Mixed Matters: The Epistemology of Designing with Functionally Graded Materials
Operating within the landscape of new materialism and considering recent advances in the field of additive manufacturing, the thesis is proposing a novel method of designing with a new type of material that is known as functionally graded.
Two of the additive manufacturing advances that are considered of radical importance and at the same time are central to the research have to do with the progressively increasing scales of the output of 3D printing, as well as with the expanding palette of materials that can now be utilised in the process.
Regarding the latter, there are already various industrial research initiatives underway that explore ways that various materials can be combined to allow for the additive manufacturing of multi-material (otherwise known as functionally graded material) parts or whole volumes that are continuously fused together.
Pre-empting this architectural-level integration and fusing of materials within one volume, the research initially outlines the anticipated impacts of the new way of building that this technology heralds. Of a total of six main anticipated changes, it then focuses on the impact that functionally graded materiality will have on how design is practiced.
In this attempt to deal with the uncertainty of a material realm that is unruly and wilful, an initial criticism posed of the scant existing methods for designing with multi-materials in the computer is that they do not consider the intrinsic behaviour of materials and their natural propensity to structure themselves in space. Additionally, these models essentially follow a similarly arbitrary assignment of sub-materiality within larger multi-materials, to the hylomorphic imposition of form on matter.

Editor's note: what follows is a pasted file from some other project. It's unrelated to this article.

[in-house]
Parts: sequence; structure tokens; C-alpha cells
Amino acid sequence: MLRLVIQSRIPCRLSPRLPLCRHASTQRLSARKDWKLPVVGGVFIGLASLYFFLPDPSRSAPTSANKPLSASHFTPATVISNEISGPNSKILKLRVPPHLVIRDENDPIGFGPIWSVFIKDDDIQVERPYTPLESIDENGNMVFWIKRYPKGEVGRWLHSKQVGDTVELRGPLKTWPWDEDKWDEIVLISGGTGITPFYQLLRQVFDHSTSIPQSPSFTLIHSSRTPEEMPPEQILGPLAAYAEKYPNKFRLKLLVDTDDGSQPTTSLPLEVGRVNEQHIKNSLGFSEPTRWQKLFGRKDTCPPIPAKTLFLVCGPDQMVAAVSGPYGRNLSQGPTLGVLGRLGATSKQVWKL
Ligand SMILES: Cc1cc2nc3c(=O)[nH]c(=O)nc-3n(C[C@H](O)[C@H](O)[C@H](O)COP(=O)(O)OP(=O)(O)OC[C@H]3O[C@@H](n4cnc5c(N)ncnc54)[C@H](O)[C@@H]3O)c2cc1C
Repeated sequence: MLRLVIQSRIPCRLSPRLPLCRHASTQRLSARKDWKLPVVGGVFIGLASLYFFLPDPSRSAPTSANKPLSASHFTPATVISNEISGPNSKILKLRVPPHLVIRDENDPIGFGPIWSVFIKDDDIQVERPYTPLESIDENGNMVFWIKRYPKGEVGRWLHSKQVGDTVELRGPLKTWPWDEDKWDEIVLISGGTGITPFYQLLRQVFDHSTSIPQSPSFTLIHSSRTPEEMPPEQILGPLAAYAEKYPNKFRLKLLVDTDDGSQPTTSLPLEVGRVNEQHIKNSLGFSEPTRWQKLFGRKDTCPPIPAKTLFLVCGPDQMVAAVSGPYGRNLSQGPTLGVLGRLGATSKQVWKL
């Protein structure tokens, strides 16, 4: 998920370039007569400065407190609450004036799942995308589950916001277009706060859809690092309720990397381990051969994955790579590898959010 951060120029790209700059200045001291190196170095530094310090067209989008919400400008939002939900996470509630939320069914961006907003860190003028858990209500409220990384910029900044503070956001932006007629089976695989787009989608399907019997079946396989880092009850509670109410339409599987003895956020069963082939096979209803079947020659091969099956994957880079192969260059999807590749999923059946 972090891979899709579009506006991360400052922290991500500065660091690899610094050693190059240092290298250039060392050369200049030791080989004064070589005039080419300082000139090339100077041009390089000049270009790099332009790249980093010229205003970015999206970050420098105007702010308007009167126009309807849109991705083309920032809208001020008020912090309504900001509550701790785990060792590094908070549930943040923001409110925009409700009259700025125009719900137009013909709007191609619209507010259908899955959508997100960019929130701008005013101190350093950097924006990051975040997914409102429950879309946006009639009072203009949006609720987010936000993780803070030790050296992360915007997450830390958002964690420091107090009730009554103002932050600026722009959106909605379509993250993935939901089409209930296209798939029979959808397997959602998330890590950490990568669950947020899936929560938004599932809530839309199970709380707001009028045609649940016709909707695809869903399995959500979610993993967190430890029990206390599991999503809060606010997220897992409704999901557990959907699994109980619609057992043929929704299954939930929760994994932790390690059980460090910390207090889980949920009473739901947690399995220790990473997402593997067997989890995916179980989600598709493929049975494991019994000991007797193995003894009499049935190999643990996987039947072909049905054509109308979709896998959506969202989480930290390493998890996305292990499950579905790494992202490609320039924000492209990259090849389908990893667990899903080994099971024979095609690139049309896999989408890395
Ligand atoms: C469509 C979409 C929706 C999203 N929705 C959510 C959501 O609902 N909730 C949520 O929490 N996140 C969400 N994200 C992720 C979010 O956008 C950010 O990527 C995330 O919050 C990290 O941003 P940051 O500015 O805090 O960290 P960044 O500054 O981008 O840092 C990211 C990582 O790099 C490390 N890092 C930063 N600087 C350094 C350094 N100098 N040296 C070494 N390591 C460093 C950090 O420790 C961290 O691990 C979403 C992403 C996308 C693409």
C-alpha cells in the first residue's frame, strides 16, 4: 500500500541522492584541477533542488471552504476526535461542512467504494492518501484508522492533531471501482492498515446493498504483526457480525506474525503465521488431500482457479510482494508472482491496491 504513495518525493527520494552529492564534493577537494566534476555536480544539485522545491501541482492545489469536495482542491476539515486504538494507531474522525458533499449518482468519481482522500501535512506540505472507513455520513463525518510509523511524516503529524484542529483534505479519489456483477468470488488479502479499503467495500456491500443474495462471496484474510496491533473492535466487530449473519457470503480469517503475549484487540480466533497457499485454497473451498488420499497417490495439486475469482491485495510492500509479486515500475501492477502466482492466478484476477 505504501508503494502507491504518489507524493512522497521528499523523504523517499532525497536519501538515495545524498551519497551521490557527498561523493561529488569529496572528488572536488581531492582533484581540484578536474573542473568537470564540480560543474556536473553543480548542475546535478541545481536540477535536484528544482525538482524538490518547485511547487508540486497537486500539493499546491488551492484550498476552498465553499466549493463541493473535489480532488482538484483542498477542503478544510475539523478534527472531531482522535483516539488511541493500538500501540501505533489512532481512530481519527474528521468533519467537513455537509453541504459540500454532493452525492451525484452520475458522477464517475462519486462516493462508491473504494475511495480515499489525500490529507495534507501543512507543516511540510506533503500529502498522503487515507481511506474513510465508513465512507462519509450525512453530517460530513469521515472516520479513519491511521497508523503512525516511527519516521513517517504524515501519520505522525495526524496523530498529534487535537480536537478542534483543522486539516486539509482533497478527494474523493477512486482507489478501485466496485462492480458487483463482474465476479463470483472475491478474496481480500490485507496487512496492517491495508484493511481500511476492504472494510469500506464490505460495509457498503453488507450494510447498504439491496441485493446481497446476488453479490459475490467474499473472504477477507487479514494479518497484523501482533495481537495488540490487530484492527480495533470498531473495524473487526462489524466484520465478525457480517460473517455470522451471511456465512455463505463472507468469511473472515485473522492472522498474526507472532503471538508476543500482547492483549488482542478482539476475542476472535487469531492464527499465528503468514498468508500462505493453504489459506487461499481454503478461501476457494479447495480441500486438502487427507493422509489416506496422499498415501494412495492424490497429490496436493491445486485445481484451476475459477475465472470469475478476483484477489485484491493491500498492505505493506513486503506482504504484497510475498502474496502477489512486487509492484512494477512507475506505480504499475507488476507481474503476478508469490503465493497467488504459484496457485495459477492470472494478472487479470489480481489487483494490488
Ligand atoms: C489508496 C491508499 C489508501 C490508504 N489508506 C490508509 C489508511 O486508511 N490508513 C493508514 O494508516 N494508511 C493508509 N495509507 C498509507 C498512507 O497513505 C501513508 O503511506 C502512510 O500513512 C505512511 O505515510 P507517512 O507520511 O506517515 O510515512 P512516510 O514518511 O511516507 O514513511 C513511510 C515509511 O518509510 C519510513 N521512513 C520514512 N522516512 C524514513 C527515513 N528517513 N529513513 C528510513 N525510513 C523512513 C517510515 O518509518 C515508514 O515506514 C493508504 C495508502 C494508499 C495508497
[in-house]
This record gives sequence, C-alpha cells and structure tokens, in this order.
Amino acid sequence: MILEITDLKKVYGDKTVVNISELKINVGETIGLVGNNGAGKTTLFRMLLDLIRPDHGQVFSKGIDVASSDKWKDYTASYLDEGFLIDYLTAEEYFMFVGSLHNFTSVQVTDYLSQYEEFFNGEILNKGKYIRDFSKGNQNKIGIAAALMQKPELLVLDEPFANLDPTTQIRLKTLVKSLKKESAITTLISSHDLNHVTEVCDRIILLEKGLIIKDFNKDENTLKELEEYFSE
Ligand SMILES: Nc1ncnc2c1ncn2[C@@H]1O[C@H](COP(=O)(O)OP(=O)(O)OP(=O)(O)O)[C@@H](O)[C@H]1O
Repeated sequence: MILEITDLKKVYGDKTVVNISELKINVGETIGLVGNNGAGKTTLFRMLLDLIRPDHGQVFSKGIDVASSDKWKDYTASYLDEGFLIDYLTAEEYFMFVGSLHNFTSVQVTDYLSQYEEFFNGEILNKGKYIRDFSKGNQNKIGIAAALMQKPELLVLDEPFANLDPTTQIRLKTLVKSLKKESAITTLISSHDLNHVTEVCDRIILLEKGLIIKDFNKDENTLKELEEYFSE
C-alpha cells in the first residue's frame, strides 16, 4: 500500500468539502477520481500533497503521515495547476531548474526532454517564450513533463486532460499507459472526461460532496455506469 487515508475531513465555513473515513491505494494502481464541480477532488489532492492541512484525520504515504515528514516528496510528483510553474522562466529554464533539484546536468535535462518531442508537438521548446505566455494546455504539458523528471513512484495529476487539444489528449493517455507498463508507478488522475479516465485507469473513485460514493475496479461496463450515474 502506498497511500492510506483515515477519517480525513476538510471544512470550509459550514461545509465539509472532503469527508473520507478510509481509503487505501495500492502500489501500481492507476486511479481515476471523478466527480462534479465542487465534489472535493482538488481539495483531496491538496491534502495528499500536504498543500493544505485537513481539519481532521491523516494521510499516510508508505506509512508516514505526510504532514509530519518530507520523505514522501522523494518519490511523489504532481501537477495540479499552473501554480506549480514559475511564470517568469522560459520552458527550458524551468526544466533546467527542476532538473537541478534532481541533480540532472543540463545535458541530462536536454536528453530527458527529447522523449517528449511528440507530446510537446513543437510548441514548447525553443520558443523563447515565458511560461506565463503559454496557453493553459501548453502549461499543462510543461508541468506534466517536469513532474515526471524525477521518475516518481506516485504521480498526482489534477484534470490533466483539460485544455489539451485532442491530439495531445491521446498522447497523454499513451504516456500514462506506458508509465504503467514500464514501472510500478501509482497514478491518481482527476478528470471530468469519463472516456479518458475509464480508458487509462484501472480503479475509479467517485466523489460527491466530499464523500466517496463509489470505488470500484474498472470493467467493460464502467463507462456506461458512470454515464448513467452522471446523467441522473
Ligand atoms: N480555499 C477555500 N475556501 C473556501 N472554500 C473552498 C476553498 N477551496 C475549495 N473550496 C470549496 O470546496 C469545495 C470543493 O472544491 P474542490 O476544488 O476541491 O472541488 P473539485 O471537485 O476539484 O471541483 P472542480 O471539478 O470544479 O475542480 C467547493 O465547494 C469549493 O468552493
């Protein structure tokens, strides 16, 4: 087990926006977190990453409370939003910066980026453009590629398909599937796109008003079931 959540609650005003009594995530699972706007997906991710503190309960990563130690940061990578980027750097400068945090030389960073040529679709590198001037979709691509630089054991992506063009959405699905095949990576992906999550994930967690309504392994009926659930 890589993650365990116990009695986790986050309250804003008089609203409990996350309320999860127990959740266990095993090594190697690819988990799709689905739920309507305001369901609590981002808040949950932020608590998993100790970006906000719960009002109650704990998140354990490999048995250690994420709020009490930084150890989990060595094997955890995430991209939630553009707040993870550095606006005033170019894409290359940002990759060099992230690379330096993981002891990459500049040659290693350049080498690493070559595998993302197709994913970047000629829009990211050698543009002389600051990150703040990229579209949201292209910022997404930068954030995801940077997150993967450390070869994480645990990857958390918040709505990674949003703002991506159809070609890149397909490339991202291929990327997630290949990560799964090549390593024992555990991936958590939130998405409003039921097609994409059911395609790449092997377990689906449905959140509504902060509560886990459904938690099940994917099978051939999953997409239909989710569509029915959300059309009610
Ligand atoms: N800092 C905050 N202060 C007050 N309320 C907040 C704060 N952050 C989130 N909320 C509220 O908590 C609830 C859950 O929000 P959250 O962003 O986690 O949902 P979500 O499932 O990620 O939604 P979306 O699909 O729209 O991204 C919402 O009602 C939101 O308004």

What is effectively proposed as a counter design technique is to computationally ‘predict’ the way materials will fuse and self-structure, with this self-arrangement being partially instigated by their physical properties. Correspondingly, this approach instigates two main objectives that will be pursued in the thesis:
- The first goal is to formulate an appropriate epistemology (also known as the epistemology of computer simulations-EOCS), which is directly linked to the use of computer simulations to design with (computational blending). This is effectively the creation of a methodological framework for the way to set out, run, and evaluate the results of the simulations.
- The second goal concerns the new design methodology proposed, in which the conventional material-less computer aided design methods are replaced by a process of constructing b-rep moulds and allowing digital materials to fuse with one another within these virtual frameworks. Drawing from a specific strand of materialist and cognitive theory (conceptual blending), the theoretical objective in effect is to demonstrate that form and material are not separate at any instance of the proposed process.
The resulting original contribution of the design research is a process model that is created in an existing simulation software that can be used in a standard laptop computer in order to design with functionally graded materials. The various ‘stages’ of this model are mapped as a diagrammatic design workflow in the concluding end of the PhD, while its main parts are expanded upon in corresponding chapters in the thesis.